Definitely, and I think we are going to see many rapid changes over the next decade because of the way the younger generation are coming up and are more vocal. We saw after the Delhi bus rape in 2012, how angry young women and men were – the way people took to the streets and I thought wow there is a real sea of change coming. In India, there seem to be two major issues – one is sexual violence and the other is corruption and those are two things that the younger generation understand that if we don’t sort out, India is never really going to be a superpower. And then you go to something like the Asian Women of Achievement Awards and you’re just blown away, I mean we are kicking ass! There are some amazing Asian women out there, we just need to blow our own trumpet a little bit more, because we are out there, quietly just getting on with it. I think together, we’re quite an unstoppable force and it’s all about finding the things that bring us together, which is why ceremonies like that are great at reminding us that we are quite the opposite of the oppressed woman image that is often depicted. In fact, since we have had to live through oppression, we are actually really strong. I have grown up around incredibly strong Asian women, and you think wow what amazing role models to have, even though some of them may have been housewives because they didn’t get the choice to do anything else, but were still really strong women who held the family together. The younger generation of men are beginning to recognise the role of women in society and understand that feminism isn’t just a woman’s job, but it’s actually all of our jobs. I mean, what do you want as partner – do you want a doormat or do you want a friend, an equal who you can have a proper partnership with? And men these days want that too.


 

How was your experience of growing up as a British Asian? Were you a BBCD (British born confused desi)?!
It took a long time, I don’t think you are fully aware of who are you when you’re growing up because every kid just wants to fit in and I had no choice – I just did not fit in because of where I grew up. That’s what my first book was all about, Anita & Me. I was part of this Punjabi family in the middle of a white working class mining village and we stuck out like a sore thumb. I knew I had to fight my battles early, because you do become a target when you’re so different and I would say through most of my early life, I was always the only one. I was one of three Indian kids in my girls school, I was the only woman of colour in my drama and English departments, and then when I started acting, I was one of a handful of Indian women acting and probably the only one doing comedy at the time I was doing it, so I kind of got used to it. It was very lonely, but the best bit is when you find like-minded people, like when we did Goodness Gracious Me and you get that feeling of - I have finally found my tribe! I have found all these people who think exactly the same as me and get the same jokes! We were all growing up in little pockets, as we hadn’t found each other, so I always say to young people, you probably do feel really different and you probably do feel confused which is completely normal so don’t get freaked out. But it’s your differences that make you unique, it might mean you have to fight a bit harder, but it will fill you with strength and make you proud of who are you. You will learn to use those differences to become successful, as that’s what makes you special. Having the best of two cultures is really a great gift if you know how to use it.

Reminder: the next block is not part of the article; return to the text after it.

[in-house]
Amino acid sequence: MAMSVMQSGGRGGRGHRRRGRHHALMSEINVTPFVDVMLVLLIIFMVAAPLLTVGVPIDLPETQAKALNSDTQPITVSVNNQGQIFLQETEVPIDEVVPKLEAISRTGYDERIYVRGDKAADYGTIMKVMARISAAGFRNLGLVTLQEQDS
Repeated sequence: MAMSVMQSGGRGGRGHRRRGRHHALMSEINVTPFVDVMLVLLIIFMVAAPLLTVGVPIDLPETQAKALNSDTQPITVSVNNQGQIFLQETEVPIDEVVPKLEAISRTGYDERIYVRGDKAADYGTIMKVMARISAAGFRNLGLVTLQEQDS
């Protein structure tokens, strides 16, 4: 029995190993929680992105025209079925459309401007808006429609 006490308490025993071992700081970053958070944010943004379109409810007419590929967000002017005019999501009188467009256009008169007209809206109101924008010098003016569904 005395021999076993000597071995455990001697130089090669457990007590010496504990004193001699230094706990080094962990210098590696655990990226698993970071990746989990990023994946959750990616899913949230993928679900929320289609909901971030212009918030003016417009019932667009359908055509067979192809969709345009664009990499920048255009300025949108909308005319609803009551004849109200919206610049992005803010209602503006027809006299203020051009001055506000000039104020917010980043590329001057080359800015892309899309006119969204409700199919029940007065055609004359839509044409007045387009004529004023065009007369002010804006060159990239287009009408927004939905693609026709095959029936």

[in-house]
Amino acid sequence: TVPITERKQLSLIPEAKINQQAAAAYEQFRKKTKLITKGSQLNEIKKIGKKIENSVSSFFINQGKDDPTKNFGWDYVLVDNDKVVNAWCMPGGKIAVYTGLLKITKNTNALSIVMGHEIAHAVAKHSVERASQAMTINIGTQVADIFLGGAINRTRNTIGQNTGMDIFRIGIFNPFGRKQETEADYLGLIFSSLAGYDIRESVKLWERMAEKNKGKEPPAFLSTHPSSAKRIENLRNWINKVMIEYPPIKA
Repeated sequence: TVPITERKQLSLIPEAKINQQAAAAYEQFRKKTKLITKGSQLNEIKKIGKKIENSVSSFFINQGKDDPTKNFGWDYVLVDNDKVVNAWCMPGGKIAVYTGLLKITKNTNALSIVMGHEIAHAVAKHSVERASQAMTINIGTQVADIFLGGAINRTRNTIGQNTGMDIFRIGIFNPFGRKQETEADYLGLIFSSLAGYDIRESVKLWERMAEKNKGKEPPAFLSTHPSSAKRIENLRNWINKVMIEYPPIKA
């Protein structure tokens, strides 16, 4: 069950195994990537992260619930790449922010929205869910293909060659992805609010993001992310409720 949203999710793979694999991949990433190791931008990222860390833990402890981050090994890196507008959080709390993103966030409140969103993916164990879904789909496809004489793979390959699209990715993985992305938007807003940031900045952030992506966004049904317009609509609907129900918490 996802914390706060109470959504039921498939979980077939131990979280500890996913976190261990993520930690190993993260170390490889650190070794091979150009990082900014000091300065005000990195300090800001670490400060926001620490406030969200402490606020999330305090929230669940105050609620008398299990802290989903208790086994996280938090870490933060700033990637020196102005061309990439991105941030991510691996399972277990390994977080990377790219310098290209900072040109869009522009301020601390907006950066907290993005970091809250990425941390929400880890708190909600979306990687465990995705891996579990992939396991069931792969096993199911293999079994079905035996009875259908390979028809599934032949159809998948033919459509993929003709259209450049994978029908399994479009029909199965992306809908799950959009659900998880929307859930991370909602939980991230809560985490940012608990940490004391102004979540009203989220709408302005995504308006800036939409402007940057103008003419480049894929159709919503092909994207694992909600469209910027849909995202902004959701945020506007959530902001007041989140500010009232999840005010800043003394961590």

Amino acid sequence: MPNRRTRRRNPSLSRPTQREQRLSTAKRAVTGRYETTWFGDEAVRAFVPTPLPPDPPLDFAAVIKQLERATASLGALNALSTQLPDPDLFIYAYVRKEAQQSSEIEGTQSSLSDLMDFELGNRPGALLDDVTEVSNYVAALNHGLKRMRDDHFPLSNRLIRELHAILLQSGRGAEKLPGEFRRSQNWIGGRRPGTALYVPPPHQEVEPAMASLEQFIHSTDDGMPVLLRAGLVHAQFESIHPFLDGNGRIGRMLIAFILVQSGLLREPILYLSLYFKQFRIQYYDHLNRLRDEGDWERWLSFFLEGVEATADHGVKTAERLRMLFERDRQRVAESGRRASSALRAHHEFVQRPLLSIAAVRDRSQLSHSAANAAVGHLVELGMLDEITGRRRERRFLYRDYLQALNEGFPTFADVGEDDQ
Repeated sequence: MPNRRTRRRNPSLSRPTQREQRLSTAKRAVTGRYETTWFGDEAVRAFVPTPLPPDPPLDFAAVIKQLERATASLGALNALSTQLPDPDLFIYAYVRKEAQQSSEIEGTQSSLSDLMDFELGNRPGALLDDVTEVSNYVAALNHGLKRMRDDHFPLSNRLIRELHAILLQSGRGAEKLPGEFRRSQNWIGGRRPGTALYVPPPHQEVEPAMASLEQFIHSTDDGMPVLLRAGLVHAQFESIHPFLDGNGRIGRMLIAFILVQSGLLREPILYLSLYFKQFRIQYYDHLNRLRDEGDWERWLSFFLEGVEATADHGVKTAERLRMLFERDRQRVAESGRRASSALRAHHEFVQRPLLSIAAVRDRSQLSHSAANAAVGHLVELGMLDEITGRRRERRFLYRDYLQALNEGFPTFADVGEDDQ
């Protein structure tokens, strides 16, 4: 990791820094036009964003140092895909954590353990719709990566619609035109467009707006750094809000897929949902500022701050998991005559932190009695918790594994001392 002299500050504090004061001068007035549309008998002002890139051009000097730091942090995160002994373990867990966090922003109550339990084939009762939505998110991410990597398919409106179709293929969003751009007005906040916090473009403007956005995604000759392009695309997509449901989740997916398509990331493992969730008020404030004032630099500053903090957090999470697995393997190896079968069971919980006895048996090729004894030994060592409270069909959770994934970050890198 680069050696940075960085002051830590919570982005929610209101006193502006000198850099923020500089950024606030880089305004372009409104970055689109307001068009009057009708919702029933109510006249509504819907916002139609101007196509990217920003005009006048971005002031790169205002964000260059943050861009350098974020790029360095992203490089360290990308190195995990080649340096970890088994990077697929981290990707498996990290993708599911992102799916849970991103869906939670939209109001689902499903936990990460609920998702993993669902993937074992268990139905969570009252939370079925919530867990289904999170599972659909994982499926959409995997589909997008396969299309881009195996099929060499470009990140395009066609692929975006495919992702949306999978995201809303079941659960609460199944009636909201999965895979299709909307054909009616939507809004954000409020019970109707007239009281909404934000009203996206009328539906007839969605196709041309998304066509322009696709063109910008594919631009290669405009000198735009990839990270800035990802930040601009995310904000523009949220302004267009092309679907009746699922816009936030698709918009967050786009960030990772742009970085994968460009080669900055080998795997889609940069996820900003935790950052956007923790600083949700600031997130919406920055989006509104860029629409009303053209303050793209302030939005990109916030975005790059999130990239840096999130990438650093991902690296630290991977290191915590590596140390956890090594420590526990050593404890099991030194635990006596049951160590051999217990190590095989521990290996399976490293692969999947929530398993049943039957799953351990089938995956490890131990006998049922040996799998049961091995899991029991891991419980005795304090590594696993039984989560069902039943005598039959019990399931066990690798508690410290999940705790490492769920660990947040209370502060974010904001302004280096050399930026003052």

I have to ask – you and Sanjeev have done such a legendary job making the world laugh, but is it actually laugh-a-minute in the Sanjeev-Meera household?!
No, it’s like - who’s paying me to sell this joke?! Well, we’re the same as any other couple – you have your good days and your bad days, but I do think a sense of humour is one of the greatest things a couple can have. If you’re having a bad day, if someone can still make you laugh, that’s really great and Sanjeev does constantly, as he is naturally a really witty person.

What else can we looking forward to in the near future from you?
You can all look forward to another special of Goodness Gracious Me coming out in September, which will have a slightly different slant, because it will be aired as part of the Indian season, so it’s less about British Asians. It was a lot of fun getting back together! We are in currently in the process of having long discussions with the BBC about doing various things as a group together, which will become cleared in the coming months. We do have so many ideas since comedy is all about the current climate and things have changed so much since the times of Goodness Gracious Me. There are some brilliant Asian stand-ups but I feel that sketch comedy isn’t really done that much anymore, which is a shame.

The House Of Hidden Mothers is available to buy in-stores and online

Fariha Sabir